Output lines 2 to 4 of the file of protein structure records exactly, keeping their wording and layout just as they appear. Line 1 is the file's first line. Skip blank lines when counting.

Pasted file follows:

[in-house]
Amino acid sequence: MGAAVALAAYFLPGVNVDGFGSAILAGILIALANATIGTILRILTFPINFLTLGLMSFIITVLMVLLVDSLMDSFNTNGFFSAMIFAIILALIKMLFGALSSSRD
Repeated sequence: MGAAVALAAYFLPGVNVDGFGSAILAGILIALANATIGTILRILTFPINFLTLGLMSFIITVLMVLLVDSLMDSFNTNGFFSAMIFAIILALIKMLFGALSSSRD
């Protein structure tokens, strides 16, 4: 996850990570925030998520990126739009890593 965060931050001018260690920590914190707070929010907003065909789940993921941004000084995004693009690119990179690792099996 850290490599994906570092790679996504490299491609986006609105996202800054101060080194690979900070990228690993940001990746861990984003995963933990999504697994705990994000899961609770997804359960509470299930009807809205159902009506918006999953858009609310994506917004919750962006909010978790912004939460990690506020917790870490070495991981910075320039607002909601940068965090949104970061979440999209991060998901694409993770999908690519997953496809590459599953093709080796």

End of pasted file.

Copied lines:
Amino acid sequence: MGAAVALAAYFLPGVNVDGFGSAILAGILIALANATIGTILRILTFPINFLTLGLMSFIITVLMVLLVDSLMDSFNTNGFFSAMIFAIILALIKMLFGALSSSRD
Repeated sequence: MGAAVALAAYFLPGVNVDGFGSAILAGILIALANATIGTILRILTFPINFLTLGLMSFIITVLMVLLVDSLMDSFNTNGFFSAMIFAIILALIKMLFGALSSSRD
């Protein structure tokens, strides 16, 4: 996850990570925030998520990126739009890593 965060931050001018260690920590914190707070929010907003065909789940993921941004000084995004693009690119990179690792099996 850290490599994906570092790679996504490299491609986006609105996202800054101060080194690979900070990228690993940001990746861990984003995963933990999504697994705990994000899961609770997804359960509470299930009807809205159902009506918006999953858009609310994506917004919750962006909010978790912004939460990690506020917790870490070495991981910075320039607002909601940068965090949104970061979440999209991060998901694409993770999908690519997953496809590459599953093709080796």